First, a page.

Quangos face the axe under Jacob Rees-Mogg’s cost-cutting plan

Quangos such as the DVLA could be shut down or merged under a cost-cutting overhaul of public bodies ordered by Jacob Rees-Mogg.

Mr Rees-Mogg, the minister for government efficiency, has written to Cabinet ministers warning that the cost and number of quangos “continues to increase”.

He has asked each secretary of state to provide a list of government bodies that could be merged or closed, including cases in which their functions “could be provided by organisations other than the state”.

His intervention came ahead of a public bodies “review programme”, which will be launched this week to identify cost savings at individual quangos.

The Treasury had previously told public bodies to slash their costs by five per cent, but The Telegraph understands ministers involved in the review now want to increase that to between 10 and 20 per cent.

‘Public bodies should only exist when there is a pressing need’

In his letter to secretaries of state, Mr Rees-Mogg wrote: “Necessary public bodies are an important delivery mechanism for the Government. The cost and number of these bodies continues to increase.

“Public bodies should only exist when there is a pressing need, must be accountable to Parliament and be efficient and effective. Please review your public bodies for any that you consider could be provided by organisations other than the state and therefore closed.

“There are other bodies that have duplication in the types of service they provide, often causing confusion to the public. These organisations could well be merged to create a more coherent service for the public, share best practice and reduce cost.”

He asked for ministers to provide  “a list of your public bodies sponsored by your department” and “your proposals to close and merge bodies from that list”, by June 24.

The move comes after Steve Barclay, Boris Johnson’s chief of staff, used an article in The Telegraph in February to pledge that the Government would take “a step back from people’s lives” as it sought to “restore a smaller state” in the wake of the Covid pandemic.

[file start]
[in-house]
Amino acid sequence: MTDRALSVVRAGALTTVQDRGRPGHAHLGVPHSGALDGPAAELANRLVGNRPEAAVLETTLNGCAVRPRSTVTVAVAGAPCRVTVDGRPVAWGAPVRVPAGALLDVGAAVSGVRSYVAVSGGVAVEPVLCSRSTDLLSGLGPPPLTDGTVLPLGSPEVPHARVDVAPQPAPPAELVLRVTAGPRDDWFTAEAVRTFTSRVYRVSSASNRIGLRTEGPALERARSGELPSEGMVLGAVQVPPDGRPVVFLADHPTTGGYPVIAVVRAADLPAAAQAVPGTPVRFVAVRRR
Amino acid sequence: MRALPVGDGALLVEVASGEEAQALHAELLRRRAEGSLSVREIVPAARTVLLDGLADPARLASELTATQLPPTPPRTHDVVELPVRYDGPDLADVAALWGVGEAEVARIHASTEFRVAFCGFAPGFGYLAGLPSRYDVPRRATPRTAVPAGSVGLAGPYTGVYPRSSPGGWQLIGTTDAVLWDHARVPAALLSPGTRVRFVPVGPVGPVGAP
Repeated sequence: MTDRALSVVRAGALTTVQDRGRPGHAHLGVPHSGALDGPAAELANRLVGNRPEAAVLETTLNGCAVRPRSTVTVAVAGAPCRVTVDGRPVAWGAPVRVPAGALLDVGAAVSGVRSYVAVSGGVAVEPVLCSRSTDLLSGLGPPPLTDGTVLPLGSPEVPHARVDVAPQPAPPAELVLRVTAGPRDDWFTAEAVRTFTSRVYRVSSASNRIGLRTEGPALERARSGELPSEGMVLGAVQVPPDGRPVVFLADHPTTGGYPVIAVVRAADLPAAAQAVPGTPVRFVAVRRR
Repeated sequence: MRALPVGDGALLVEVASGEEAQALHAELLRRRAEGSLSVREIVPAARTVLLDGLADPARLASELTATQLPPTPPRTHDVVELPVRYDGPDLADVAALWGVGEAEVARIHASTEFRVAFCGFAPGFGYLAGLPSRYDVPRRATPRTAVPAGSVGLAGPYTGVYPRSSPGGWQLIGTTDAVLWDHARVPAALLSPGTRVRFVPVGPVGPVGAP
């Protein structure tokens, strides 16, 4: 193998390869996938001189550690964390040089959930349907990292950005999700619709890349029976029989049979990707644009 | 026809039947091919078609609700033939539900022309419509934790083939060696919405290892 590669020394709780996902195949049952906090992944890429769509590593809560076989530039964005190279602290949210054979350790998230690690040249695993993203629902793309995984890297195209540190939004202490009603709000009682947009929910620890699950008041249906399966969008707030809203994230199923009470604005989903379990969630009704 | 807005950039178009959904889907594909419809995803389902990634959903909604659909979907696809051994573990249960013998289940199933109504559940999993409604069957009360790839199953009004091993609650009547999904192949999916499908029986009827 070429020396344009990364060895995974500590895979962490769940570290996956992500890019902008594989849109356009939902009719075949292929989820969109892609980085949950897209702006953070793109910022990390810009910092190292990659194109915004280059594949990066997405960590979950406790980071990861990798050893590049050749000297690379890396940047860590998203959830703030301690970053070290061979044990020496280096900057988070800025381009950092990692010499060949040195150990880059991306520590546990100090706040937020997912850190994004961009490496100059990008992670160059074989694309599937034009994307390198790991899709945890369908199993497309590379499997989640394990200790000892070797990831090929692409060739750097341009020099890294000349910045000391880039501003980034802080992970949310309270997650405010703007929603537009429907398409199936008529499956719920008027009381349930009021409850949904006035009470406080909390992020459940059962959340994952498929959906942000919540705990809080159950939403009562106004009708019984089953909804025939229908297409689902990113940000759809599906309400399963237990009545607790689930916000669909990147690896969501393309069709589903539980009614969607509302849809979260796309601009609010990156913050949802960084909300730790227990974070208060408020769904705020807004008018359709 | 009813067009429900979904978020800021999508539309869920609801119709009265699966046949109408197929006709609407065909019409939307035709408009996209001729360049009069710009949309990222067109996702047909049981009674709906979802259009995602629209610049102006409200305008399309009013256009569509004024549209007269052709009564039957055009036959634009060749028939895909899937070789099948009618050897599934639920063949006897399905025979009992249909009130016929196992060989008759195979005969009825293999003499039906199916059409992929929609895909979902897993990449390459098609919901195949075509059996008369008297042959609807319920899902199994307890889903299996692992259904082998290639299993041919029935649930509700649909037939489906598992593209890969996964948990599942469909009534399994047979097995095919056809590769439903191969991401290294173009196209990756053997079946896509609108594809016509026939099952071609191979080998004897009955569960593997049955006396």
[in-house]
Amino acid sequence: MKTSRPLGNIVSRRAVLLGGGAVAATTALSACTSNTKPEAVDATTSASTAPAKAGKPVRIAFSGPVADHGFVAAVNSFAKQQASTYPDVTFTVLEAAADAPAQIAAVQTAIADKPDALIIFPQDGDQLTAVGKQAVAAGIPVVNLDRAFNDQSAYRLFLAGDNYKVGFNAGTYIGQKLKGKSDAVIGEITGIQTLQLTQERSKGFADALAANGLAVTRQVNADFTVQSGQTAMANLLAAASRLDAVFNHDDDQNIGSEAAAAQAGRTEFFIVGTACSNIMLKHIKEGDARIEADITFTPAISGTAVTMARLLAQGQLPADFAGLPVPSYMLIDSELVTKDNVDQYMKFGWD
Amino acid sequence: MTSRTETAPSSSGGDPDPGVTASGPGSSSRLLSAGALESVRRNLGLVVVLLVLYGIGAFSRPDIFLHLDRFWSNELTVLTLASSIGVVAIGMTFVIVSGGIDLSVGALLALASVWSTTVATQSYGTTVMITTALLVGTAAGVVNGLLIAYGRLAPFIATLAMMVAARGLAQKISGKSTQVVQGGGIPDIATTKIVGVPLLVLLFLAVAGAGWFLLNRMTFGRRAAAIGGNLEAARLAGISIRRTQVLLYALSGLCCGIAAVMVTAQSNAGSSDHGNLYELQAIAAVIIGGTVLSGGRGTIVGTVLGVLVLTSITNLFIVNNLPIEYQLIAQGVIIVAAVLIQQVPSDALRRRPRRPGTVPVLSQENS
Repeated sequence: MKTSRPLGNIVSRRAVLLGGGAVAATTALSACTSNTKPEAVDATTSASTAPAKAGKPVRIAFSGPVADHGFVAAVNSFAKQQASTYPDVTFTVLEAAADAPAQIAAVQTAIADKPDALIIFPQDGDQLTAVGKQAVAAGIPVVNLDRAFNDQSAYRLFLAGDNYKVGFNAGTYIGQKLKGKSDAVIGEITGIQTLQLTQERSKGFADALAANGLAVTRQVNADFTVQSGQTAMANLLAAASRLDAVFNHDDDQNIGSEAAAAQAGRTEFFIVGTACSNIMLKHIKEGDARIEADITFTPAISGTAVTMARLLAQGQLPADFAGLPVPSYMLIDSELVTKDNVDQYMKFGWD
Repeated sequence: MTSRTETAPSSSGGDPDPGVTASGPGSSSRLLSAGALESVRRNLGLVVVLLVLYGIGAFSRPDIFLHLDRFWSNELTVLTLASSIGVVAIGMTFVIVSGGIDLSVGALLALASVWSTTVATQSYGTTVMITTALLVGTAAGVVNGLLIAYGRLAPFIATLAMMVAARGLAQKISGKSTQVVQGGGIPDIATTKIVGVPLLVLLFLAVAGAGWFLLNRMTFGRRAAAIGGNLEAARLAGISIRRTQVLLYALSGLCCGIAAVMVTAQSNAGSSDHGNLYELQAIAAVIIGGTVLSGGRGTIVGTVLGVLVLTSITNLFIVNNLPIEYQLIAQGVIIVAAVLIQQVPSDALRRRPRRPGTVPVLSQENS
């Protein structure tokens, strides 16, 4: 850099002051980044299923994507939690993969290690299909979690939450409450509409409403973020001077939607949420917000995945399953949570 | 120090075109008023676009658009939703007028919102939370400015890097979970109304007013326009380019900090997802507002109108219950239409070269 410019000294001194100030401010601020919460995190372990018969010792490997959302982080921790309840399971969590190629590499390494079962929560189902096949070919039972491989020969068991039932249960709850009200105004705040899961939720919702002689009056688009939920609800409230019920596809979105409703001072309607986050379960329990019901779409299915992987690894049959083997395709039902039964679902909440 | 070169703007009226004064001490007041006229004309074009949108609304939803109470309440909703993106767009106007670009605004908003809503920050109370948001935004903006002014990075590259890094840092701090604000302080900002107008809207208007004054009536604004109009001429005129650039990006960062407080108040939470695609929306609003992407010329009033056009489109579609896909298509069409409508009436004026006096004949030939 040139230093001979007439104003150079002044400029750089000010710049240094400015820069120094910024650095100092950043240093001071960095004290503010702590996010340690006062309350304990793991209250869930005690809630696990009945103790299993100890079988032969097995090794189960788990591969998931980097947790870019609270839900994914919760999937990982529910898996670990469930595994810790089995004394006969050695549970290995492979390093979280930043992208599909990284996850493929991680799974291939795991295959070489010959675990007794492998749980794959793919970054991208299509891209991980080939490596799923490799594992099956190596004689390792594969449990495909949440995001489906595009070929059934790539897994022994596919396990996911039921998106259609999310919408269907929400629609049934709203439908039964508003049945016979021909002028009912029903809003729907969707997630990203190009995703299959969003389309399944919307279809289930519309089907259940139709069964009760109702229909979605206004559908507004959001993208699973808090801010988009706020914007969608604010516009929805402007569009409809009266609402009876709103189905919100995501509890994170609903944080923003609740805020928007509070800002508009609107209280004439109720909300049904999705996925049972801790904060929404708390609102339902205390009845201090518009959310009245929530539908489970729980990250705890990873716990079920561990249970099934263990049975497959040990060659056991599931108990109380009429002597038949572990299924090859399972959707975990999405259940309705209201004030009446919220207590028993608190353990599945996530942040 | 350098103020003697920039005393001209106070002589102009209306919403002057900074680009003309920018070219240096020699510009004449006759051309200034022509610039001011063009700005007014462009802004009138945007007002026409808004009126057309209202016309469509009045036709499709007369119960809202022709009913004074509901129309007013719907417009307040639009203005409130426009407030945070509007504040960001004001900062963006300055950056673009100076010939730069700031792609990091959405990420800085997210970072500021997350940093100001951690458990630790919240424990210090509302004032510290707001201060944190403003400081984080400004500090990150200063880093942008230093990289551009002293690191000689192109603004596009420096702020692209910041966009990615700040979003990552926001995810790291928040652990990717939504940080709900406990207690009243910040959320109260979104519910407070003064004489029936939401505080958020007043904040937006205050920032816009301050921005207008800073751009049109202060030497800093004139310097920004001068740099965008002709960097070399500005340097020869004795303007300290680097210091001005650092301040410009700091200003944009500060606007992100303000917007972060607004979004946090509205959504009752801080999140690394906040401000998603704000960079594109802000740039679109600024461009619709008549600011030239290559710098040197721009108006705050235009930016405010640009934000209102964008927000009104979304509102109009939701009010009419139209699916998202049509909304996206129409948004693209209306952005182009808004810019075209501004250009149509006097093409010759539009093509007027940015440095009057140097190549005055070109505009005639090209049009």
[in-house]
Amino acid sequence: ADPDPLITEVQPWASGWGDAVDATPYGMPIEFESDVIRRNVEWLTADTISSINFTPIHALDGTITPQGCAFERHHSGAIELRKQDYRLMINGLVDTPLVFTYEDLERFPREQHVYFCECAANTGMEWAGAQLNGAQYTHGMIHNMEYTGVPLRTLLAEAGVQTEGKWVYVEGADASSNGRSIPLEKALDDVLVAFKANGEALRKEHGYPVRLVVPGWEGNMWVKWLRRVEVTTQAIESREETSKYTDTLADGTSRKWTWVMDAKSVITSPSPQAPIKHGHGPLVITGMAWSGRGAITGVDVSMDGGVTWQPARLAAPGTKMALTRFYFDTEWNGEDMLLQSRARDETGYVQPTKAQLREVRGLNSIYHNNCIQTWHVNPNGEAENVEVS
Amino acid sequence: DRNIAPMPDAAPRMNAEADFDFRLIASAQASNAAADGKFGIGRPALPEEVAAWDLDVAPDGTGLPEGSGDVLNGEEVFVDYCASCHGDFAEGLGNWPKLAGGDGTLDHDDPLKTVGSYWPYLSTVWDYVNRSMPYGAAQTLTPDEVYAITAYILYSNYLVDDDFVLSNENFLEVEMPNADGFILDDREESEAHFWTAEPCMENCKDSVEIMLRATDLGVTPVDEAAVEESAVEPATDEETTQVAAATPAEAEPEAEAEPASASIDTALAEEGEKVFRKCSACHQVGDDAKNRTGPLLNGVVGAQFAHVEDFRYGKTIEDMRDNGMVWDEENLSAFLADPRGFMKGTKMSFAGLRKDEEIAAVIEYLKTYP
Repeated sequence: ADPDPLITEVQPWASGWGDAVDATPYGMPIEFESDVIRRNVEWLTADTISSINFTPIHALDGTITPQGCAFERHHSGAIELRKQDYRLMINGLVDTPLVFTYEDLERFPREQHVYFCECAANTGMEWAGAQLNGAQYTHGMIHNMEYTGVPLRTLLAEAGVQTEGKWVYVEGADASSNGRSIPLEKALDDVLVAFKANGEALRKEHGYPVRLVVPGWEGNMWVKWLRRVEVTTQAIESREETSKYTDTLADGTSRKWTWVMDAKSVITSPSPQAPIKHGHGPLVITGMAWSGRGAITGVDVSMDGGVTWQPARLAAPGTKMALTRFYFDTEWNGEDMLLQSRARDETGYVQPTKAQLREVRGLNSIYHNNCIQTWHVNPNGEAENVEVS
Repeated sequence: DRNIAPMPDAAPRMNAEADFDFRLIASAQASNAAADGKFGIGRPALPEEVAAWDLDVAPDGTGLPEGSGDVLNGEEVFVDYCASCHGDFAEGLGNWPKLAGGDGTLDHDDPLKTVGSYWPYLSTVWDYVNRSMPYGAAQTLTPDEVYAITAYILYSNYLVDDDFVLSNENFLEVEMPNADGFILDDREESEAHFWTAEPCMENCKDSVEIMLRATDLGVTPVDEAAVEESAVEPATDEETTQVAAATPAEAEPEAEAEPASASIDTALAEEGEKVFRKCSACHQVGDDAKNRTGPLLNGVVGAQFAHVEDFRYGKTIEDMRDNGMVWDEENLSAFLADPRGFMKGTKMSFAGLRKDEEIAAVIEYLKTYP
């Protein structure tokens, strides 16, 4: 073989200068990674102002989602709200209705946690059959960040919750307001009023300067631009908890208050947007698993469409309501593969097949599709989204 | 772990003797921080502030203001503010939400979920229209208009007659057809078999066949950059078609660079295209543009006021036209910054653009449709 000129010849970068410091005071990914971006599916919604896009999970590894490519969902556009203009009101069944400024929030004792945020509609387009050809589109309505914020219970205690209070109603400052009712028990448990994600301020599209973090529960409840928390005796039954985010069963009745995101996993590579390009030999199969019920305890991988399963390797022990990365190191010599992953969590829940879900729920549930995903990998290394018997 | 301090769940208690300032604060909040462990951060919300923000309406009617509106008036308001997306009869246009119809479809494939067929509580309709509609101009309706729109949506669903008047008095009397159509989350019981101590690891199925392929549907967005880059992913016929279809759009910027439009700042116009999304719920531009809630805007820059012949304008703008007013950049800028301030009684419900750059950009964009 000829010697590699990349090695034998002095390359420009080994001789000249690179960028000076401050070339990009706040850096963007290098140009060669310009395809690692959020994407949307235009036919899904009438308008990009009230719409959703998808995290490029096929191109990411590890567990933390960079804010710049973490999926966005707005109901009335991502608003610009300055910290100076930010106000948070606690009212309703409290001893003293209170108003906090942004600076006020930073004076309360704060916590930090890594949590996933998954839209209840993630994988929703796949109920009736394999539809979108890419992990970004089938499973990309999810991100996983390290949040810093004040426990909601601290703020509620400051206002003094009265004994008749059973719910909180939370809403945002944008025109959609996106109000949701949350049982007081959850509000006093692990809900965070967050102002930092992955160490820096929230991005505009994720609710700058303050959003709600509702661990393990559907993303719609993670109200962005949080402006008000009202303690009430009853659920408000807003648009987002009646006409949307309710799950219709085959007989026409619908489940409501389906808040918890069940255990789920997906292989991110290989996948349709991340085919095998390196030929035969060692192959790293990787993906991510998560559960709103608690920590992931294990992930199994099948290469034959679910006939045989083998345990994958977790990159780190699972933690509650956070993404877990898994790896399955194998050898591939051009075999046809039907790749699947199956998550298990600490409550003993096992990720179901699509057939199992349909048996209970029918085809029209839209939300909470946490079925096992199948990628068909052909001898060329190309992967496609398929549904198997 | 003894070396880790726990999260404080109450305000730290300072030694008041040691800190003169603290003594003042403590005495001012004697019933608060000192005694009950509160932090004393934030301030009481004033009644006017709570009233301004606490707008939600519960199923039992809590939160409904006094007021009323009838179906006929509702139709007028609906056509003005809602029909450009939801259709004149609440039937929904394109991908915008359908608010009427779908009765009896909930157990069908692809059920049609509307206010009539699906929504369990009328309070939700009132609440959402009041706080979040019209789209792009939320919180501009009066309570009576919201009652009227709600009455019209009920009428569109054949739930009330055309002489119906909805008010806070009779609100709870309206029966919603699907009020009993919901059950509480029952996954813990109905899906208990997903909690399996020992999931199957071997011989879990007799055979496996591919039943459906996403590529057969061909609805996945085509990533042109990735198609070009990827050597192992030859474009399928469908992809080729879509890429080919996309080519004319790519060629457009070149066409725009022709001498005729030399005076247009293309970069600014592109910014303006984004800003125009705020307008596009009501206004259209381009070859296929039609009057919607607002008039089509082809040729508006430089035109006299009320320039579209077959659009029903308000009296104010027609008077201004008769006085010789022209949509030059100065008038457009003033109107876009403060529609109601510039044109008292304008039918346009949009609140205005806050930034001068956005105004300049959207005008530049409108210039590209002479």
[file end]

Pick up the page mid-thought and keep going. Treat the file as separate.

Mr Rees-Mogg said: “Taxpayers’ money should be spent efficiently and on worthwhile areas. It’s right, then, that we should always look at public organisations and whether they are delivering for the British public.”

‘Constantly writing to the DVLA’

One Whitehall source said there had been a “total failure” by the DVLA “to provide the public service it is meant to”. The agency has come under fire for presiding over a huge backlog of licence applications and renewals in the aftermath of the pandemic.

Last week, Mr Rees-Mogg told Bristol Live he was “still constantly writing to the DVLA on behalf of my constituents to get them driving licenses, and we know that the DVLA was simply not working properly with people working from home. That’s very unfair on my constituents.”

MPs’ concerns about Public Health England’s handling of the pandemic led to its closure and replacement with the UK Health Security Agency last year.

The TaxPayers’ Alliance has called for little-known bodies such as the Civil Society and Youth Directorate and Office of the Immigration Services Commissioner to be ditched. 

The campaign group has said High Speed 2 Ltd, the government-owned firm constructing the HS2 rail line, should be overseen by an independent commission following years of controversy over spiralling costs.

So-called “arms length bodies” such as the DVLA now spend more than £220 billion per year and employ in excess of 300,000 people, according to government figures.

Separately, Mr Rees-Mogg has embarked on a drive to end the work from home culture in the Civil Service. 

On Saturday, Dave Penman, who leads the FDA trade union for civil servants, criticised as “crass and condescending” a note left by the Cabinet Office minister in an empty government office that stated: “Sorry you were out when I visited. I look forward to seeing you in the office very soon.”

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